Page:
Learning From the Ground Up: Experiential Learning in Food and Agriculture Systems Education at the University of California
Kate Kaplan (former BFI/Global Food Initiative student fellow), Damian Parr (UC Santa Cruz), Jennifer Sowerwine (UC Cooperative Extension and UC Berkeley), Lori Ann Thrupp (BFI Executive Director), Mark Van Horn (UC Davis)
A growing number of educators, students, and university administrators recognize that experiential learning (EL) is an important element of higher education and is particularly valuable to agriculture and food systems-related education. EL makes valuable contributions to students’ overall satisfaction in their learning process, their academic achievements, subsequent successful careers, professional or leadership skills development, and personal awareness and self-confidence. Yet, many educators, administrators, and even students are not aware of such EL programs and their great value as a part of university or college education. This report provides information about existing EL opportunities in agriculture and food systems at the University of California. It is based on a general assessment of many EL programs and courses on the UC campuses, an evaluation of case study examples illustrating diverse programs, and insights shared by field leaders in the UC system. It identifies lessons learned about effective practices, successes and challenges, and implications for future programs. The examples serve as illustrations of successful EL opportunities reflecting a diversity of topics and program types.
Local Food and Municipal Policy
A Brief Snapshot of the Long Beach Local Food Movement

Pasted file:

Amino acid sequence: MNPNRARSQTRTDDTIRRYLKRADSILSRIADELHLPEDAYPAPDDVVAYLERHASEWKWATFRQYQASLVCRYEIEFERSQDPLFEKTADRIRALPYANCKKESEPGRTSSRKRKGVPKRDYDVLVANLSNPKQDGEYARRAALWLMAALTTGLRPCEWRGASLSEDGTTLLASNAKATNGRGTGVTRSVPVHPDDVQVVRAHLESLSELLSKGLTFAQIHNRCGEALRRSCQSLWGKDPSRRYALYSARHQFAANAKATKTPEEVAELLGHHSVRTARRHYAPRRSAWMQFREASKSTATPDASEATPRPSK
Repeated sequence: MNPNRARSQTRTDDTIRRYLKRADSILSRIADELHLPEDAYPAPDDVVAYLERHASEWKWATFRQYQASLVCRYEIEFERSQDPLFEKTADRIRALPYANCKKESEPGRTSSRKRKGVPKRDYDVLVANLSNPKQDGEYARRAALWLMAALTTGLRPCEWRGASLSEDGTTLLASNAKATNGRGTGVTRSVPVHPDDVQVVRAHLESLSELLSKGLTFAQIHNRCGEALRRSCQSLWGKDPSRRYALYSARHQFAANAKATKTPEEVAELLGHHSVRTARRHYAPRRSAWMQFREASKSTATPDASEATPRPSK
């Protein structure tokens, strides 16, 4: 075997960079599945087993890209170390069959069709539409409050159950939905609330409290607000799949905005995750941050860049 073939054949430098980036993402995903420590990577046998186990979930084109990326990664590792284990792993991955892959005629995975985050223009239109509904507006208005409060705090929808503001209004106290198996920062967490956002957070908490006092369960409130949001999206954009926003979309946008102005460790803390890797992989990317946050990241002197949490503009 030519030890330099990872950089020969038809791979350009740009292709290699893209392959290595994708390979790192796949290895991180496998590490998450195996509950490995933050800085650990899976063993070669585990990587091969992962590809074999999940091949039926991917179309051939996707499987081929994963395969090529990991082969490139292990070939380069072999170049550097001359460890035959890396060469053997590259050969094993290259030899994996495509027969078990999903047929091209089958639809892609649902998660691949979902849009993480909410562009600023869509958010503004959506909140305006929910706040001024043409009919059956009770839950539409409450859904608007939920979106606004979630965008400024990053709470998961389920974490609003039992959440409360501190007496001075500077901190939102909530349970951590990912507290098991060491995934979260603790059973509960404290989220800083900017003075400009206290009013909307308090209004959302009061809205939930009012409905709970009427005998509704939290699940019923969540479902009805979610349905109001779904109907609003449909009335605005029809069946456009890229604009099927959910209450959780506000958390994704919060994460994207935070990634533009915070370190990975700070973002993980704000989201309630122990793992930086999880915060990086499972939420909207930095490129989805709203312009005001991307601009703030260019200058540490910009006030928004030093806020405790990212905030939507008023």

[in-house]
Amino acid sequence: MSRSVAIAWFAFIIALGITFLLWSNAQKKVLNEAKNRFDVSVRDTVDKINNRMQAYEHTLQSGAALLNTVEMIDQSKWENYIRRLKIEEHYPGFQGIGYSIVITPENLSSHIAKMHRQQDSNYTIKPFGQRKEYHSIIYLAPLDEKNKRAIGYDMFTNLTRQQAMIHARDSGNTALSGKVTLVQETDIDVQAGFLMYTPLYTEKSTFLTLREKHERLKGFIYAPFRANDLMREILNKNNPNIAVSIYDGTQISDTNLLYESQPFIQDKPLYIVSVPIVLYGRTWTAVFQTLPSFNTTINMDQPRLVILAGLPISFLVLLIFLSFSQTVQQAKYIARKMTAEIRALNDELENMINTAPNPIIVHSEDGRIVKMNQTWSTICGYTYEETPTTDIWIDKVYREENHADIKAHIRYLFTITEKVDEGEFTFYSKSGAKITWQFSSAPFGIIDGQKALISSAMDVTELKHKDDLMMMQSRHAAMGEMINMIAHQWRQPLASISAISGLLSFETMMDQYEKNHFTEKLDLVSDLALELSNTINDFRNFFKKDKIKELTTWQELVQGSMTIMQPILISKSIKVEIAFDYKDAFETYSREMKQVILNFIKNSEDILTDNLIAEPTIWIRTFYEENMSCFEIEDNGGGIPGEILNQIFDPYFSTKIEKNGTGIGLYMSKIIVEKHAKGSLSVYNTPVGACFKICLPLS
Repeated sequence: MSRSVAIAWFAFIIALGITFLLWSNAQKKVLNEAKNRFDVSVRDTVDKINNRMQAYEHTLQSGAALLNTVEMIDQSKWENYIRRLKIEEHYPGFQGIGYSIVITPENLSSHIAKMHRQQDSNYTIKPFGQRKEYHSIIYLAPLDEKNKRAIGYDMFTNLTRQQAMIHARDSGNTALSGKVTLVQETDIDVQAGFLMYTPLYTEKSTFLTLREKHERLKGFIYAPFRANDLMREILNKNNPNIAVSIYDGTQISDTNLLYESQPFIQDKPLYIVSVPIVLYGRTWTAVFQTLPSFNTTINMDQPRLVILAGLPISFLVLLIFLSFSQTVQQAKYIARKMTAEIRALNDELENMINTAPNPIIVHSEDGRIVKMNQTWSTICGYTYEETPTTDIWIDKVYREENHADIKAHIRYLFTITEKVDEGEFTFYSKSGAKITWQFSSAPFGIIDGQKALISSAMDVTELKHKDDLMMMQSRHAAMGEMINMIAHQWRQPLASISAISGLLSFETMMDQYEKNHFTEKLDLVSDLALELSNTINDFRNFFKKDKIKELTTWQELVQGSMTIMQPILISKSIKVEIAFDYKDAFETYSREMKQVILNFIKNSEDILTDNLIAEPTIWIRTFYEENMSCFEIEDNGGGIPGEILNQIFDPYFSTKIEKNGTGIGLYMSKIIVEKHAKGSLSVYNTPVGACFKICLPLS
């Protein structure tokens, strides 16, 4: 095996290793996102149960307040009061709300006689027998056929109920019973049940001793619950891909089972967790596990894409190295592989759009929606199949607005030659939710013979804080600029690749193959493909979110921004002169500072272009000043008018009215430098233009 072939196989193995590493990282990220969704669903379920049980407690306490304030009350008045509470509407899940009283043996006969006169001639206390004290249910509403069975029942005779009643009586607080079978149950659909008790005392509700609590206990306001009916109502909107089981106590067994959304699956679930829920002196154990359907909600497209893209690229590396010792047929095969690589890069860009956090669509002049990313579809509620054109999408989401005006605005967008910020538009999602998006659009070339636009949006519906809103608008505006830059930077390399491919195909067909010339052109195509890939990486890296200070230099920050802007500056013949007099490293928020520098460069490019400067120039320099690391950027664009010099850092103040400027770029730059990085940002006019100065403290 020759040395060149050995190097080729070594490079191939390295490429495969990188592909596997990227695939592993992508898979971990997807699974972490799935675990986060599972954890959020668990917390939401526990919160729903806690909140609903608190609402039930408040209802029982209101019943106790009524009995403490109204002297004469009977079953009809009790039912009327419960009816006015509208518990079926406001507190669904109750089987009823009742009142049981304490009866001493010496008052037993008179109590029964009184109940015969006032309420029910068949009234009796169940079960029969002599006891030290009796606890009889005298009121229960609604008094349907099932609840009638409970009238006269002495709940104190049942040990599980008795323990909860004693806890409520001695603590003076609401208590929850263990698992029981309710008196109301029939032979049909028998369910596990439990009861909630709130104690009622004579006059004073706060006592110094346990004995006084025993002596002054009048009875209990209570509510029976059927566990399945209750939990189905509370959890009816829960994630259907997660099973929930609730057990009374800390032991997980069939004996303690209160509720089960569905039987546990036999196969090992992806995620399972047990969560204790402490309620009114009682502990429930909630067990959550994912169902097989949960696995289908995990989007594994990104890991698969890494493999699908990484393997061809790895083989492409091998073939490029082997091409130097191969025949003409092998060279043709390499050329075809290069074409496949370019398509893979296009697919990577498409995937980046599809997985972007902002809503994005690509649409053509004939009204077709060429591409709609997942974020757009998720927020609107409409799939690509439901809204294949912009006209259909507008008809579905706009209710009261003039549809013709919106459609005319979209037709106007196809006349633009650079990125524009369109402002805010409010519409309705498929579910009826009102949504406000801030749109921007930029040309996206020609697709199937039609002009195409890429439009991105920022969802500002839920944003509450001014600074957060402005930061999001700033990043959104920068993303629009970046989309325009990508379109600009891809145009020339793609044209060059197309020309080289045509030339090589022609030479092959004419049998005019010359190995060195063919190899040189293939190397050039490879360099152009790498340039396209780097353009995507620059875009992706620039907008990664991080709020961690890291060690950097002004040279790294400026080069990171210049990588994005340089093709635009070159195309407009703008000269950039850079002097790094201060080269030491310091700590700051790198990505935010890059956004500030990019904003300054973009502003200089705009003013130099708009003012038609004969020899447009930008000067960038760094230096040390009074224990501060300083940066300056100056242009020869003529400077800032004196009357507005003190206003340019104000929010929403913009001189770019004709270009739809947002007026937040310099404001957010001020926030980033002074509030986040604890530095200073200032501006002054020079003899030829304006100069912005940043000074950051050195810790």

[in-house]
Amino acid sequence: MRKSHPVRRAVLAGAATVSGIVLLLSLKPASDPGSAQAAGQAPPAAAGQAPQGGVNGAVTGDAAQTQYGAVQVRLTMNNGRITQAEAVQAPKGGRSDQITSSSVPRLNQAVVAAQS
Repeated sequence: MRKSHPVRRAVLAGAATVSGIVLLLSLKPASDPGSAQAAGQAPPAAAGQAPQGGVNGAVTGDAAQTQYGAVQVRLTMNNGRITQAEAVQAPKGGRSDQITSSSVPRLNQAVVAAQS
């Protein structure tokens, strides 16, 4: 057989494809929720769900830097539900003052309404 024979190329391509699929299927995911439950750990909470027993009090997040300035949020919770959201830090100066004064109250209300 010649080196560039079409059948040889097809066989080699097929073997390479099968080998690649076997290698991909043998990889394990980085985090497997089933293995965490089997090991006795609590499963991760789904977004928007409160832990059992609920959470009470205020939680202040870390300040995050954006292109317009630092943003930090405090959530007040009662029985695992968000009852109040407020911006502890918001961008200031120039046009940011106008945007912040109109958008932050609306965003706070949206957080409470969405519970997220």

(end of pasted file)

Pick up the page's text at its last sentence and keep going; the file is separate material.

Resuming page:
Berkeley Food Institute 2015 Community Engagement Fellow Michelle spent the summer working with Long Beach Fresh, an organization that supports local projects, programs, and workgroups looking to strengthen the Long Beach food economy and infrastructure. She primarily assisted with Long Beach Fresh’s “food stories” project by working with a videographer and conducting interviews with local food movement leaders to showcase their work and better understand their needs. She also conducted outreach with various community groups, represented Long Beach Fresh at City Council to support city-wide urban agriculture initiatives, and assisted with visits to council member offices to promote good food policies and food access in Long Beach. This research report reflects a summary of Michelle’s work with Long Beach Fresh.
Mobile Food Vending
Food Bikes and the Mobile Food Revolution
Mobile food is becoming an increasingly popular part of the food economy. This research project looked at the potential for food bikes to serve as a low-capital, low-footprint alternative to food trucks in order to enable entrepreneurs to launch or expand their businesses. The following report includes deliverables from a summer research project on food bikes funded by a 2015 Community Engagement Fellowship award from the Berkeley Food Institute and in affiliation with the Sustainable Economies Law Center (SELC).
On-Campus Restaurants at UC Berkeley
The State of UC Berkeley On-Campus Restaurants
On-campus restaurants serve a diverse community of students, faculty, staff and the general public. Therefore, they play an important public-facing role in representing Berkeley’s attitudes towards sustainable, healthy, and affordable food. Through this fact sheet, the Berkeley Food Institute intends to provide the Berkeley community with well-researched information about the state of UC Berkeley’s on-campus food. This fact sheet covers what kinds of food campus restaurants offer, where these foods come from, relevant labor practices, and the governance structures that direct these various restaurant locations.
Growing Organic, State by State
Laura Driscoll and Nina F. Ichikawa
Growing Organic, State by State: A Review of State-Level Support for Organic Agriculture is a 2017 report released by the Berkeley Food Institute that seeks to highlight the opportunities and challenges facing state departments of agriculture as they respond to market and farmer demand to increase organic acreage.